• avatar Jenbabs says:

      You have me all verklempt! I’m so glad that you were able to open up and find your love. :) What a beautiful story! Enjoy each and every moment that you are blessed to have one another.

  11. avatar beatrix_pierre says:

    #1 How old are you? Just like the others, I think you are fake. Are you in high school doing this as a creative writing project?

    #2 I used to live in Denver and one of my gay friends was always in a relationship. I marveled at him always going on dates. I know you don’t want to be dating anymore. You want to be with the love of your life already. Don’t give up! Put yourself out there and one day you will be glad you kept looking. Good Luck!  

    • avatar Hellster says:

      beatrix_pierre , I agree with you about the creative writing project dimension to LW#1’s tale, except that it’s not all that creative. I do, however, like this phrase: ‘My son and I have always gotten along pretty well . . . ” What a beaut.

      As for Gay in Denver, I know of a man, not rich, nor handsome, but kind, chivalrous, intelligent, and funny, who met the love of his life (in Las Vegas, no less) when he was 70 and the lady was a good-looking, charming, and sexy 45. That relationship lasted a year, until she married someone closer to her age  . . . the husband died after five years, but the man and woman are still good friends, and have enriched each other’s lives immeasurably. Another man in Las Vegas met the love of HIS life online; both had been divorced, remarried, then widowed–a lot incommon, there. After 4 happy years, they are still together, still in love. Neither man was wealthy, nor an Adonis, but what both had in common (aside from the same woman) was an authentic, no-holds-barred, joy of living. Do what makes you happy (affinity groups, as suggested, are a great start), BE YOURSELF, treat those potential dates like human beings, and you, too may find your life’s love, or even (and this may be more important) your best friend. Good luck! I am rooting for you!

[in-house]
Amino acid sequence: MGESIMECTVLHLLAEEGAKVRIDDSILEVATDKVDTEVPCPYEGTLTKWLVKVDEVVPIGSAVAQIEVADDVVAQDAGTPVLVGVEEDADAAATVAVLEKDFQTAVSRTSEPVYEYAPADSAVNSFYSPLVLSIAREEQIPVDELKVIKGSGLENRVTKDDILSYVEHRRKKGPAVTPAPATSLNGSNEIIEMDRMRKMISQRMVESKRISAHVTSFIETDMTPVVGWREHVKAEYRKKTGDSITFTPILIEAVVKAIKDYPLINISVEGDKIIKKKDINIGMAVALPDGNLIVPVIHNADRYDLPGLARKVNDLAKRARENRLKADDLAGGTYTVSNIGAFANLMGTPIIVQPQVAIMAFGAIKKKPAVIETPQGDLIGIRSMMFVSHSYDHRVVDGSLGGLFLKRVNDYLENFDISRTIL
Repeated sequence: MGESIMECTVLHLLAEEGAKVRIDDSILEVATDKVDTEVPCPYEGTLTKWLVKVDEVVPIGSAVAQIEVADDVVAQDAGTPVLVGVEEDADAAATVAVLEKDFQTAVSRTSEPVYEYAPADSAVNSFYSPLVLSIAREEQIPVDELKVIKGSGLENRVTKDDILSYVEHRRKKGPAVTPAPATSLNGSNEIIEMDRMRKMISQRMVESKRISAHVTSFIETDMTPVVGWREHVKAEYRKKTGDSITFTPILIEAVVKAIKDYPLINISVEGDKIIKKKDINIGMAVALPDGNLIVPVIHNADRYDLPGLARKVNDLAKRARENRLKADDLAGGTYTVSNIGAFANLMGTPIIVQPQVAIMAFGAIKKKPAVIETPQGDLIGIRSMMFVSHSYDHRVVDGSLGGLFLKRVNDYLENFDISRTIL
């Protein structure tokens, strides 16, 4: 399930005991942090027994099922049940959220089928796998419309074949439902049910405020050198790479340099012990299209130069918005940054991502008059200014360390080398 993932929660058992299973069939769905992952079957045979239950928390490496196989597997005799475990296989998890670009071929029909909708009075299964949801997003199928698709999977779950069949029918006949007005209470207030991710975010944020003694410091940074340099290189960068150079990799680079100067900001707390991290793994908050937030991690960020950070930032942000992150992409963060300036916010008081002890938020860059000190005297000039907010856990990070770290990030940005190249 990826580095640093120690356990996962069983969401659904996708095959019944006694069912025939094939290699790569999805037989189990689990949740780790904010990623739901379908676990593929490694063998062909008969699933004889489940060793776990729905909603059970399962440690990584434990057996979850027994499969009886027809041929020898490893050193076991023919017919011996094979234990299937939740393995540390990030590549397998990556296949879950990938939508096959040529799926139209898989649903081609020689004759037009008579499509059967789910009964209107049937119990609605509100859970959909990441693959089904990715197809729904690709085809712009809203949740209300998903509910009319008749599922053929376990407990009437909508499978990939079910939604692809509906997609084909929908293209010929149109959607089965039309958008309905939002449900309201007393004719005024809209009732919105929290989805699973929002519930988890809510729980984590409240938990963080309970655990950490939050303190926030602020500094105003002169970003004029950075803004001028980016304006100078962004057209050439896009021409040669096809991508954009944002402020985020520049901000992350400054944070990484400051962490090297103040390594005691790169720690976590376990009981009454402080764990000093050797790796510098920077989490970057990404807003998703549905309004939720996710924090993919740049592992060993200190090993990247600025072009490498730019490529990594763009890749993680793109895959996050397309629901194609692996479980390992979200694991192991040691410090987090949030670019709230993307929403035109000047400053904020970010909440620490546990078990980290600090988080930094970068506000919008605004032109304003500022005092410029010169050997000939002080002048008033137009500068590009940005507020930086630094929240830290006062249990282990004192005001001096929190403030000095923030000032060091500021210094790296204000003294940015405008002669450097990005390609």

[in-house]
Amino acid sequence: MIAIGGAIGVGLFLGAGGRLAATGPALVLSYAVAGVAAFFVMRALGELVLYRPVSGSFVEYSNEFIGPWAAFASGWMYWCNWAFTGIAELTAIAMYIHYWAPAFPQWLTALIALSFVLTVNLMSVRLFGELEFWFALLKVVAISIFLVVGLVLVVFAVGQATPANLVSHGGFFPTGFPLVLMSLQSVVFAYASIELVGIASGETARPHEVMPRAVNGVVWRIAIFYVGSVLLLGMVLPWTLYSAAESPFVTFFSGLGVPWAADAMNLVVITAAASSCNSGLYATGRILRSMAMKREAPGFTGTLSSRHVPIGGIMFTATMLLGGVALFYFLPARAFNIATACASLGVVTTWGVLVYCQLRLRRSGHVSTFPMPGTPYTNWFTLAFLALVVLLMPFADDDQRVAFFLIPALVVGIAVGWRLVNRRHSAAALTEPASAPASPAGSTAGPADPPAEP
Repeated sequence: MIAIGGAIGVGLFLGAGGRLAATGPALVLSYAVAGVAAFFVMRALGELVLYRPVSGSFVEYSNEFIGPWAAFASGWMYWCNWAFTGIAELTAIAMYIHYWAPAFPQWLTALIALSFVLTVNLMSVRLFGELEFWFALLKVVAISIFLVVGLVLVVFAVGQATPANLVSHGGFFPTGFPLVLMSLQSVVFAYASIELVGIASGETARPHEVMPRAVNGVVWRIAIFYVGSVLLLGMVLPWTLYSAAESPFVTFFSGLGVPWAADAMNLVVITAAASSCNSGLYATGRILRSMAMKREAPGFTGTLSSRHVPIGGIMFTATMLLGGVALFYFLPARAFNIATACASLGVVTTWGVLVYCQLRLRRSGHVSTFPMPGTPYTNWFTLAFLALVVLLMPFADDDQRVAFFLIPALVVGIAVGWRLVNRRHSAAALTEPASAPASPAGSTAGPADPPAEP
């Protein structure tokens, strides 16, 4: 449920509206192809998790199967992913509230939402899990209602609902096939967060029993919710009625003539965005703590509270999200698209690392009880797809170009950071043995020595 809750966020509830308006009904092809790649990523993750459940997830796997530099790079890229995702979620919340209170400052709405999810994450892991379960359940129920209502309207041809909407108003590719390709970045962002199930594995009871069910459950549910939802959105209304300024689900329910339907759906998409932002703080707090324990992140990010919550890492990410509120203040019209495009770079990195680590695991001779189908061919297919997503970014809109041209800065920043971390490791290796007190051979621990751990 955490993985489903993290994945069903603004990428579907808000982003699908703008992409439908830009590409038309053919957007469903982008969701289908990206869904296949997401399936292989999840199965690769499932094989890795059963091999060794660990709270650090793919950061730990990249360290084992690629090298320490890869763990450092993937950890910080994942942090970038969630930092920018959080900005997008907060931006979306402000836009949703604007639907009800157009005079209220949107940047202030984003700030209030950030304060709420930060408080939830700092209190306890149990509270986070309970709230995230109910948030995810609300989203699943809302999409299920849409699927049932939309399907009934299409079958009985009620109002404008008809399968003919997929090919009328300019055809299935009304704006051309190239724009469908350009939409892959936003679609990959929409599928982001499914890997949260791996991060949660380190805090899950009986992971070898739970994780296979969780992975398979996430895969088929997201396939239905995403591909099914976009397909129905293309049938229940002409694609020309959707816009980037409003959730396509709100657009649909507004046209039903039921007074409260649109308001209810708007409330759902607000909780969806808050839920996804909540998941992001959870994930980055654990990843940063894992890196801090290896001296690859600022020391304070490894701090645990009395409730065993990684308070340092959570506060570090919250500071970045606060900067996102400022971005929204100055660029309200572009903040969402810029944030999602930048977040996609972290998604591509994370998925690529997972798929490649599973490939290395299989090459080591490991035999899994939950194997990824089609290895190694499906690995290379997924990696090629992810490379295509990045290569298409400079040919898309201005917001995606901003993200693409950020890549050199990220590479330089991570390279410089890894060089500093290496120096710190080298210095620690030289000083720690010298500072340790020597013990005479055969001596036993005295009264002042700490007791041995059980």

• avatar beatrix_pierre says:

        Hellster, either the writer is an uncreative teen or a really dimwitted selfish woman. She doesn’t know how to deal with the situation so she simply doesn’t deal with it. Onwards and forward! Tra-la-la-la!

  12. avatar Michelles11 says:

    LW1…sounds devoid of emotion or reason.  You can be as harsh as you want, but it’s not going to help the situation.  Yes, selfish.  Yes, irresponsible.  Yes…clinically depressed??  You cannot know the number of people in my life whose spouses or familly member has just gone off the deep end.  Doing and saying completely ridiculous, selfish, hurtful things.  There is no  hope, no end to the misery, just avoidance and abandonment.  It’s sad and the ones really getting hurt are the children involved.  I hope for this letter writer’s sake that she finds the courage to take some responsibility and find her way.  Some of you have questioned the validity of this letter and I understand that.  But I seriously know too many people who have done/experienced such a thing that I can’t discount it. 

    • avatar Briana Baran says:

      Clinically depressed? Maybe. But is being clinically depressed an excuse for being a pluperfect wretch, abandoning one child, and bringing another into a miserable situation? No. It. Is. Not.

      Some people on this site may collectively roll their eyes and kvetch now. Go ahead, and mazel tov to you all, kaker punum. I have clinical depression. So do a lot of people, and like me, they don’t make others suffer for it. Having a mental illness is a rotten excuse for being an irresponsible, uncaring, narcissist.